Featured events

7-9 September 2012
Brussels Games

Brussels Gay Sports will offer a weekend of fun and fairplay in the capital of Europe, with volleyball, swimming, badminton, and tennis, as well as fitness and hiking.

Learn more HERE.
26-28 October 2012
Bern, Switzerland

The success of the first edition of the QueergamesBern proved the need for an LGBT multisport event in Switzerland. This year will be even bigger, with badminton, bowling, running, walking, floorball.

Learn more HERE.
17-20 January 2013
Sin City Shootout
Las Vegas
The 7th Sin City Shootout will feature softball, ice hockey, tennis, wrestling, basketball, dodgeball, bodybuilding and basketball.

Learn more HERE.

13-16 June 2013
IGLFA Euro Cup
After this year's edition in Budapest at the EuroGames, the IGLFA Euro Cup heads to Dublin for 2013, hosted by the Dublin Devils and the Dublin Phoenix Tigers.

Learn more HERE.

Friday, April 29, 2011

FSGL denounces alleged racist policies in French football federation

UPDATE: Full Mediapart exposé available in English HERE.

FGG member FSGL has issued a press release on possible institutional racism in the French football federation, stating in particular:

If these accusations prove true, this would constitute a grave attack on the principles of equality proclaimed by French football, and French sport in general. For more than 20 years, the FSGL has fought all forms of discrimination, whether for sexual orientation, ethnicity, nationality, religion, or any form of discrimination. One of the major issues outstanding is the fight against racism and homophobia in football, a sport that remains stained by too many cases of racism and homophobia.

For more info, here's a story from the Bangkok Post:

France manager Laurent Blanc has denied any knowledge of a controversial alleged proposal by the French Football Federation (FFF) to limit the number of black and arab players by introducing discriminatory quotas. Reports that French football chiefs, including Blanc, had discussed and approved a ceiling on non-whites emerged Thursday via Mediapart. The influential website claimed: "For the top brass in French football, the issue is settled: there are too many blacks, too many Arabs and not enough white players in French football.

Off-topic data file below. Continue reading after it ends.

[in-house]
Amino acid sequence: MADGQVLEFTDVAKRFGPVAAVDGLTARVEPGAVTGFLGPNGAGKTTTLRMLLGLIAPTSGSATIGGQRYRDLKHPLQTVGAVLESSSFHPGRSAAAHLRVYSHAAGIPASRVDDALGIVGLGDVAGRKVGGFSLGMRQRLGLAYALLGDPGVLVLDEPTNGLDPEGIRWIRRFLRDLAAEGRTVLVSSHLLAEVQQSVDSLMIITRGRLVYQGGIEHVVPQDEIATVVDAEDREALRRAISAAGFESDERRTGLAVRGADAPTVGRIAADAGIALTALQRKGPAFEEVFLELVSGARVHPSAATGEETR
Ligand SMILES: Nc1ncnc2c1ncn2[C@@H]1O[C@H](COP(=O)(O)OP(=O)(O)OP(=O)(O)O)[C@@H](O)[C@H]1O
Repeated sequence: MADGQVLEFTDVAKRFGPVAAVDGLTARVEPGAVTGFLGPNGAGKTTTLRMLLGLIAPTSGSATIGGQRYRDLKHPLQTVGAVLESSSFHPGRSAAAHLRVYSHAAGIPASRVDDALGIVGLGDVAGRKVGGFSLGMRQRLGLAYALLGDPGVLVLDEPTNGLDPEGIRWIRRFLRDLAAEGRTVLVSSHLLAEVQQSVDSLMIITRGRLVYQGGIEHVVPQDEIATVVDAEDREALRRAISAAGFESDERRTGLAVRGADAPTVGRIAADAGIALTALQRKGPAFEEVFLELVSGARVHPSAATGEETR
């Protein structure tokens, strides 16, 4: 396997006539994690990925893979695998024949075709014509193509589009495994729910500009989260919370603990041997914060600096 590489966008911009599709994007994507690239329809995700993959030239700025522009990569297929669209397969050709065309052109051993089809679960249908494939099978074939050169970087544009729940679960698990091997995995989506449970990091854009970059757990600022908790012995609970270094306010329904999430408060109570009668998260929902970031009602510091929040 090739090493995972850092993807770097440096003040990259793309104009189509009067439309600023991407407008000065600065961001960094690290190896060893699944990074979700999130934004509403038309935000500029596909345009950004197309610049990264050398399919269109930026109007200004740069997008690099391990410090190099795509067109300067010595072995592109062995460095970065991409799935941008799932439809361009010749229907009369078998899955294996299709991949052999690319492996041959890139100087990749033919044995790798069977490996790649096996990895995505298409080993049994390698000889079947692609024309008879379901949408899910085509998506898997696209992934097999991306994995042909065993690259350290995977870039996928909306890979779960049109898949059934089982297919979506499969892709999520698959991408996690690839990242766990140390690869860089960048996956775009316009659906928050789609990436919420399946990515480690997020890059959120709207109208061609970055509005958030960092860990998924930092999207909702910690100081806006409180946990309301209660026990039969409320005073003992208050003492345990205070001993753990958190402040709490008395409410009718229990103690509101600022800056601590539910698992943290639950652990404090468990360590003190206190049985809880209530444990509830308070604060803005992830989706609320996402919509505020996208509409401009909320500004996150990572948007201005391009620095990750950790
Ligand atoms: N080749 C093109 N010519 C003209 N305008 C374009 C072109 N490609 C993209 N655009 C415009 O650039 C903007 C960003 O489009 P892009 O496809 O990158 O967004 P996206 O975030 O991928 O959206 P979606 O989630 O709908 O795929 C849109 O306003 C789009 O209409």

Speaking at a press conference here Friday Blanc categorically dismissed Mediapart's accusations, the 1998 French World Cup winning defender denying that such a policy existed. Raymond Domenech's successor, speaking publicly for the first time since the report surfaced, said he had "never heard mention of such a project".

He added: "Since around 15 years the playing policy has been discriminatory for a certain number of players, athletic and physical criteria being essential. "Today, small players are penalised, that's discrimination," he explained, in a reference to youngsters coming through football training centres.

"What upsets me most is to add 'colour' to this. When one accuses me of this type of discimination, that annoys me. Diversity exists, on the street as in football," Blanc said.

The FFF has also denied the Mediapart report, and has launched an internal inquiry into the affair. FFF president Fernand Duchaussoy, appearing at a hastily arranged news conference at its Paris headquarters, said: "People have spoken to me about a secret meeting, I can't know everything that goes on. I heard about this on Thursday with a great deal of surprise, I was taken aback. I thought it was a joke in bad taste. These are terrible accusations."

Francois Blaquart, the FFF's technical director, also denied that any of France's football training centres had been ordered to adopt discriminatory quotas. He commented: "Our only problem is to do with dual nationality (those players developed in France who then go on to play for different national teams). This involves players of all origins, it's got nothing to do with skin colour."

Marseille coach Didier Deschamps, Blanc's former France captain, considered it "impossible" that the national coach and the FFF had implemented racial quotas. "I know Laurent Blanc well, and I can't believe there were these meetings and decisions."

Mediapart has accused Marseille of using racial quotas in its youth acedemy, but Deschamps dismissed that out of hand. "They accuse Marseille, but just look at our team. Our players come from north Africa, from black Africa, from South America... Sport is universal, there is no question of discrimination."

On Thursday a report by Mediapart claimed: "Some top officials at the French football federation's National Development Programme (DTN), including national team coach Laurent Blanc, secretly approved at the start of 2011 the principle of unofficial discriminatory quotas in training centres and schools around the country."

Mediapart added that following a meeting in January, when those involved were told to keep the proposals secret, directives to apply the measures were sent to the numerous training centres around the country. "According to internal sources at the FFF, who have been shocked by the proposals, instructions were sent to the different managers of training schools, notably the National French Institute at Clairefontaine," added the report. "The figure of 30 percent was even evoked by the Technical Director during a DTN meeting on January 18, 2011."

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